I lost a piece of the upper part of my anterior tooth 19 years ago when I was only 7. I was a very playful kid who will trade her food for playing with other kids, erecting sand houses (which were easily washed away by the rain).
It was a sunny afternoon in February, I was playing with my fellow kids when the teacher came after us with a long cane (so typical of Nigerian teachers. Lol) to go in for the next class – math class. I hated Math class and I never did well in it.
As we ran, I fell face flat, my head spun, little stars literally came out of my eyes and in my pain, the teacher lashed on my bum with her long cane. I managed to get up and I noticed a broken part of my tooth and drops of blood on the floor. I froze.
I was in a state of shock with tears flowing freely from my eyes as I picked up the broken piece of my tooth not knowing the gravity of the change that occurred.
At the same time I was scared and there were many questions playing themselves out on my head: „How will I face my sisters who constantly reminded me how ugly I looked?“, „Can my tooth ever be fixed?“ Etc.
When I got home I tiptoed into the room and went straight to the mirror. Ordinarily I didn’t fancy looking in the mirror as life didn’t interest me that much.
Later, I summoned to courage to show my family members my „new look“. Their reaction wasn’t far from expectation. I was laughed to scorn and I remembered my aunt saying these words to me “A na-ekwu na ijoro njo na-ese okwu, i ga kupukwo eze gi” which means “We are still talking about your terrible ugly looks and now you added a broken tooth to your list.“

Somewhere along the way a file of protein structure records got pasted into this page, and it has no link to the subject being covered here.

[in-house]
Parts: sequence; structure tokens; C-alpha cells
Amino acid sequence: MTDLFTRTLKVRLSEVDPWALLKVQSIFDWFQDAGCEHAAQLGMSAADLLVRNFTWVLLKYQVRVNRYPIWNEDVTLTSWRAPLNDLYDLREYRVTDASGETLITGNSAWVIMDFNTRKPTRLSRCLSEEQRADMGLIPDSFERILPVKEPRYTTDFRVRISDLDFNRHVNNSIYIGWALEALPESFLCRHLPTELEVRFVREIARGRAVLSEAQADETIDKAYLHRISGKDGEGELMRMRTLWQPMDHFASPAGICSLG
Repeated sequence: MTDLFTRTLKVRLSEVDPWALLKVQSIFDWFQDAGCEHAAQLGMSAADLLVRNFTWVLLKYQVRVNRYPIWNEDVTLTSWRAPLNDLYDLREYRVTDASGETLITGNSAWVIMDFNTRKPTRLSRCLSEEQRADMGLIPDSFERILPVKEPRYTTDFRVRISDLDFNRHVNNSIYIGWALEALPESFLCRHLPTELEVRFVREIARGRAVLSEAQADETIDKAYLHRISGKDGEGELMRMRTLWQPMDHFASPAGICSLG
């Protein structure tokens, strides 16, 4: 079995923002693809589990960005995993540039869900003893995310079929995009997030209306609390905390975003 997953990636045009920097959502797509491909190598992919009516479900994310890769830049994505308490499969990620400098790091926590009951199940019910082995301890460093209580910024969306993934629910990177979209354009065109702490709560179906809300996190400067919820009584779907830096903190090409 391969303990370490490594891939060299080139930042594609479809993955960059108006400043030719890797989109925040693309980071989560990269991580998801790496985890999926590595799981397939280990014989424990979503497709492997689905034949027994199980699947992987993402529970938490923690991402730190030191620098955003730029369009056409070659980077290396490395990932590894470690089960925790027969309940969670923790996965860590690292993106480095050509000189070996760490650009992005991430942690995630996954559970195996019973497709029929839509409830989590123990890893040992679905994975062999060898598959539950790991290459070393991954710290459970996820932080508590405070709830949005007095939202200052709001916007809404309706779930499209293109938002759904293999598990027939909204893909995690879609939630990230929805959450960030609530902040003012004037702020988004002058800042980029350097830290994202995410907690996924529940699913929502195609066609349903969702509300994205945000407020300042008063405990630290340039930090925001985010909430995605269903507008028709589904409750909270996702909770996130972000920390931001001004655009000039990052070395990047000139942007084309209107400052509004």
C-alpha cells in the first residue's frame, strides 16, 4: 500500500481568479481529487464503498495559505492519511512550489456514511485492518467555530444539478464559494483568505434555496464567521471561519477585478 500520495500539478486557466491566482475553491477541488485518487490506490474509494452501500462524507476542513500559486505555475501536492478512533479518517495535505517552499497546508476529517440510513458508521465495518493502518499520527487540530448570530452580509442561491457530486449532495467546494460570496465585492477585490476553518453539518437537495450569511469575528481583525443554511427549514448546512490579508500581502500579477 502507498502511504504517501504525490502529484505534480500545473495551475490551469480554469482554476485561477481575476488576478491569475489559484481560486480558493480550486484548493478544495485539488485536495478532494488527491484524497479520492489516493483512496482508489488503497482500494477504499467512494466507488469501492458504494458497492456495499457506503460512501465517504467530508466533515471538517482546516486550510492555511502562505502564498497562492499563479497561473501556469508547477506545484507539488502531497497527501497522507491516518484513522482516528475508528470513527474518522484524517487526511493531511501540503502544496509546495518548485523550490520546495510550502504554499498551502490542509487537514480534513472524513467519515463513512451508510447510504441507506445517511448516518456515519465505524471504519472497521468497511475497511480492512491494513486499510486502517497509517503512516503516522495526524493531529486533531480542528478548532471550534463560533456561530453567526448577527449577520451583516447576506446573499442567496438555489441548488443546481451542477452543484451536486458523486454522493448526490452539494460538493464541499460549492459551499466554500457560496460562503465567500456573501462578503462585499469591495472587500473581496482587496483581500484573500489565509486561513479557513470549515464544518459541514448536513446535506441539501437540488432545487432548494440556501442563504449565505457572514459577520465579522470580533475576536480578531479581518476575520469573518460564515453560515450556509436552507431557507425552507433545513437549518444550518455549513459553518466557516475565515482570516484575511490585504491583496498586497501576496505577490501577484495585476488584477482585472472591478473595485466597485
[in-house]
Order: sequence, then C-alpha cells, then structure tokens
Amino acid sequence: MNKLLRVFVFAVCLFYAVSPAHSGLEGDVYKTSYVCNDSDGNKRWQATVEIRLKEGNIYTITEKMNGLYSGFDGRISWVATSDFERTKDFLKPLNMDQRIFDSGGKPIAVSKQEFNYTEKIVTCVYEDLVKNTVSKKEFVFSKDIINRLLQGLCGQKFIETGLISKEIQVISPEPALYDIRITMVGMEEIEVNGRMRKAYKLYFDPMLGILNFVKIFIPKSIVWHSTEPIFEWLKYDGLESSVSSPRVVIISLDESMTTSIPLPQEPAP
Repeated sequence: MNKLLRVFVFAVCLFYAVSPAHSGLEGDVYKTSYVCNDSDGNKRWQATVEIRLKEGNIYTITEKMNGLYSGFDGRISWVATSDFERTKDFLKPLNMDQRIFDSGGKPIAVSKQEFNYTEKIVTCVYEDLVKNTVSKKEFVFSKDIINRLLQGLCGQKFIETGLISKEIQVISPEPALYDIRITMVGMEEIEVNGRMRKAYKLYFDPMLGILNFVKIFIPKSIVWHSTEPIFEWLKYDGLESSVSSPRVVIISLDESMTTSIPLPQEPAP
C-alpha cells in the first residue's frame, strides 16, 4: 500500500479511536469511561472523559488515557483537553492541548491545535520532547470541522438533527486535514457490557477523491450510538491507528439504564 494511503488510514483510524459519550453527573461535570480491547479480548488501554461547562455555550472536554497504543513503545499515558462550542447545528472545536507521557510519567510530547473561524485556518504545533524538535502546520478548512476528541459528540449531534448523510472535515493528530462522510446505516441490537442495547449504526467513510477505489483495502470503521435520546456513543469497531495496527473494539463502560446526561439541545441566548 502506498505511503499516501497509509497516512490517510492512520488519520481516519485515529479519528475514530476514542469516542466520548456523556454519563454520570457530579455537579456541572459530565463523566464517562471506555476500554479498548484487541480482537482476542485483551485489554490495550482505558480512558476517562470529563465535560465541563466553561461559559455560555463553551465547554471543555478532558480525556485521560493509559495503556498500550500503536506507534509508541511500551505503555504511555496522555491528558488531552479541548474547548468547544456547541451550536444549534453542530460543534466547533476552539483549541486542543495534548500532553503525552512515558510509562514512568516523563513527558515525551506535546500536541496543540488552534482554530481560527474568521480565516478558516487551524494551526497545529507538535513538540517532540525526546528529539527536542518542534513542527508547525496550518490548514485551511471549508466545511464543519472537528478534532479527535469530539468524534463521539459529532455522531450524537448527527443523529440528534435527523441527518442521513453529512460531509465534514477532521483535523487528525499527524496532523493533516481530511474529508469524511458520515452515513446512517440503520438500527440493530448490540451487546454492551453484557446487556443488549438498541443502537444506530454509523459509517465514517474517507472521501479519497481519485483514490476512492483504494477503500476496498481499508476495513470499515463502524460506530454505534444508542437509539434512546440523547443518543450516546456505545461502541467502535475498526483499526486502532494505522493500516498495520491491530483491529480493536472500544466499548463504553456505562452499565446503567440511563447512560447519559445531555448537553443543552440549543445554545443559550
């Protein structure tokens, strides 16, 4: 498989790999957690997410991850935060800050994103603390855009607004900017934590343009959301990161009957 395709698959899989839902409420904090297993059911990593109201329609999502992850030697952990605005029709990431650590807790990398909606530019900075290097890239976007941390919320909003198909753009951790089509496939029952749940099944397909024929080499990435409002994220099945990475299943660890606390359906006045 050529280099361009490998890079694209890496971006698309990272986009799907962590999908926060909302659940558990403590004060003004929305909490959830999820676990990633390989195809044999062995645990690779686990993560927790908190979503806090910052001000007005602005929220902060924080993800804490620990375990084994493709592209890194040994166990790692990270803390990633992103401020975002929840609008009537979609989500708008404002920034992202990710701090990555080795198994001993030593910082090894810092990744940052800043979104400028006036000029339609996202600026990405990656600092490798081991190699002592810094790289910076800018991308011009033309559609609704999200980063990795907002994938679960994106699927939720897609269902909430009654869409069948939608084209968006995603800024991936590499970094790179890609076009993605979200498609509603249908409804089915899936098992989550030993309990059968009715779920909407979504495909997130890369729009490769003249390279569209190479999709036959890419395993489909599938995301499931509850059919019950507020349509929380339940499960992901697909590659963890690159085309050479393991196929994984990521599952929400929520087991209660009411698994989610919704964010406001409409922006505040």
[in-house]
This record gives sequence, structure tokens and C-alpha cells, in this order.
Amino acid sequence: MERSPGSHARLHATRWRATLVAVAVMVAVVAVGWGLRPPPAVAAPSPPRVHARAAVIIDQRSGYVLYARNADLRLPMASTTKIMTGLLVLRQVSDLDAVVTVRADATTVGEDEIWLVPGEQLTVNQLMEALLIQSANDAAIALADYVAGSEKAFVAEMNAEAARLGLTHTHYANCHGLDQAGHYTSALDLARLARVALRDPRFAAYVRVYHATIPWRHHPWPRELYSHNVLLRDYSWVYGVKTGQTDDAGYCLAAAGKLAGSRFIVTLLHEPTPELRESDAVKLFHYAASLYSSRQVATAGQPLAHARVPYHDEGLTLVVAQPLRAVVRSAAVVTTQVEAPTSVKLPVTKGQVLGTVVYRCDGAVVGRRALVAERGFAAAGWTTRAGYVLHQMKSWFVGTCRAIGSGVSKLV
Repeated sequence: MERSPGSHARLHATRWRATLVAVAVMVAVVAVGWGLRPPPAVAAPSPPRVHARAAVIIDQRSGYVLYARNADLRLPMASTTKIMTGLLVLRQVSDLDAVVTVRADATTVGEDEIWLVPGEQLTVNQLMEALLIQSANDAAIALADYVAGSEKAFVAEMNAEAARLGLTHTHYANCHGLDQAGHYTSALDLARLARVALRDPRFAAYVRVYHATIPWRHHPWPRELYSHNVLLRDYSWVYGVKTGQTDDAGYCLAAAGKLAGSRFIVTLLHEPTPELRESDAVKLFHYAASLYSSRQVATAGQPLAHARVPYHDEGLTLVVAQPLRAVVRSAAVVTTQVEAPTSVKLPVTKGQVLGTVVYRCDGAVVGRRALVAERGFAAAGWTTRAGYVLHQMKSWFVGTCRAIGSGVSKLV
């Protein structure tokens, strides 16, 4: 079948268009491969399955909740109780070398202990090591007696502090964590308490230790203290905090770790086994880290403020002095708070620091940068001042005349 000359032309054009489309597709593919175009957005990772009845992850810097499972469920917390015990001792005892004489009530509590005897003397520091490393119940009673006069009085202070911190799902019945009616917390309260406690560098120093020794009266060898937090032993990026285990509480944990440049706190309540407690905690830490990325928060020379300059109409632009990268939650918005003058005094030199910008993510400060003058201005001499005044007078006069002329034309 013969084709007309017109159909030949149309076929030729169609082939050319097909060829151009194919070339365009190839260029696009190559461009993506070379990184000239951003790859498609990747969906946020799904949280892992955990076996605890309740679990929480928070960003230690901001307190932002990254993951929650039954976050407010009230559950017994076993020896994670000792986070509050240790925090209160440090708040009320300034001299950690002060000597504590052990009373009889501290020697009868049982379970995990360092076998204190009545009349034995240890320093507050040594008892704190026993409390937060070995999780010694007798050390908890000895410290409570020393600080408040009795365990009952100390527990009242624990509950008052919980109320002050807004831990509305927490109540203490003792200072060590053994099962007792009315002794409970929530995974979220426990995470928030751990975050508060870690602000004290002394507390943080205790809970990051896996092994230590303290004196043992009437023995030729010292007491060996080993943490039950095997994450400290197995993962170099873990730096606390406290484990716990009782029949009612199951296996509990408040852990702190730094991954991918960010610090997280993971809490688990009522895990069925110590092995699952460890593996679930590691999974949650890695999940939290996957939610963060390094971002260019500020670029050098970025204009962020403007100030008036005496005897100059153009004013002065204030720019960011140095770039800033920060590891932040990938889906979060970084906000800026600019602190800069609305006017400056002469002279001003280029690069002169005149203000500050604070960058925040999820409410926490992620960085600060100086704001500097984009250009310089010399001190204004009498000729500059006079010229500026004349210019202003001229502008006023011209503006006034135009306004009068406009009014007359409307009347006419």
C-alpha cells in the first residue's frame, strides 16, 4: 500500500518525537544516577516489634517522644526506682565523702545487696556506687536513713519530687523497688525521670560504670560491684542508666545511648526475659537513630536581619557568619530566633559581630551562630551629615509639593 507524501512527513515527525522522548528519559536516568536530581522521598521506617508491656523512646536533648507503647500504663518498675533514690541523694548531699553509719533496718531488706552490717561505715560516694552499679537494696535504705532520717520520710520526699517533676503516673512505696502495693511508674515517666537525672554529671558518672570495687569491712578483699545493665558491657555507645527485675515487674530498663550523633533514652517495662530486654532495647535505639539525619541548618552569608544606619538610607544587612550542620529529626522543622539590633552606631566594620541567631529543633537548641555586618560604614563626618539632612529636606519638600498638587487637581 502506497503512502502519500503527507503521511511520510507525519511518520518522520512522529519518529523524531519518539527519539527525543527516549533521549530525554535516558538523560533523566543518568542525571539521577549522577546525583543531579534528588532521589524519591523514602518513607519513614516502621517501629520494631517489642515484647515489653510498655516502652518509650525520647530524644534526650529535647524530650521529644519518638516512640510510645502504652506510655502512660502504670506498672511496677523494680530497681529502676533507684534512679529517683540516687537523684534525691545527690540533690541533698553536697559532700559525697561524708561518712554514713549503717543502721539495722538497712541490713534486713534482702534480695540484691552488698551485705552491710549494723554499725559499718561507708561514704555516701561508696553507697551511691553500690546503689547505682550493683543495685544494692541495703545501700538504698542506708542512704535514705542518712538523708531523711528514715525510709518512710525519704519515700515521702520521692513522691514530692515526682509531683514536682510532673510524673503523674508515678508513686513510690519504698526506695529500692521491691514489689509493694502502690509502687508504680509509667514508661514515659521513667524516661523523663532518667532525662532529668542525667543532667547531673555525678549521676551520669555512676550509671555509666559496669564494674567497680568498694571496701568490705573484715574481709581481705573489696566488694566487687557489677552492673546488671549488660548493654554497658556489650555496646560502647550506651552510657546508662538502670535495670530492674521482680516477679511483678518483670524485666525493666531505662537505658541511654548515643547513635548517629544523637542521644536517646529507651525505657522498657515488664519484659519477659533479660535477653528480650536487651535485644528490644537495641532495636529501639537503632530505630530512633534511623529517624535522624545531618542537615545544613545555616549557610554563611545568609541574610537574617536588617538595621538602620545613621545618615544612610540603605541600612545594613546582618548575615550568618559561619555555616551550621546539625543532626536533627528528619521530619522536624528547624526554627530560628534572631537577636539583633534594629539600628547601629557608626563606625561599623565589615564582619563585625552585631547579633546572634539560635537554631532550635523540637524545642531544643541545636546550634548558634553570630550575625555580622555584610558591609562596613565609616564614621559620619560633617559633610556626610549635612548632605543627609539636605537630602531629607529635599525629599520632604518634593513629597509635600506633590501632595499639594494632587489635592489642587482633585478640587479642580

My self confidence was shattered, I rarely laughed because I became very conscious of my tooth and the constant barrage of questions from strangers made it more difficult.
10 years ago, I visited a dentist to get amalgam fillings on my molars and I seized the opportunity to ask him if my tooth could be fixed. He expressed doubts about it which made me think all hopes were lost.
I learnt to live with my broken tooth but I still hated to smile or laugh. Some people automatically assumed I was a mean girl, a snub with a dour personality.
Well years later, I met someone who helped me through therapy. I learnt to look in the mirror and I discovered I was a SUPERMODEL. I said it many times until I believed it.
A few weeks ago, I went to my dentist to change my amalgam fillings and he told me he can fix my tooth and he did. The first few days after that,I had to relearn how to talk as every sound I made had an ‘s’ undertone.
Finally, I fixed my broken tooth and I got a perfect smile now. So here I am showing off my perfect pearly smile!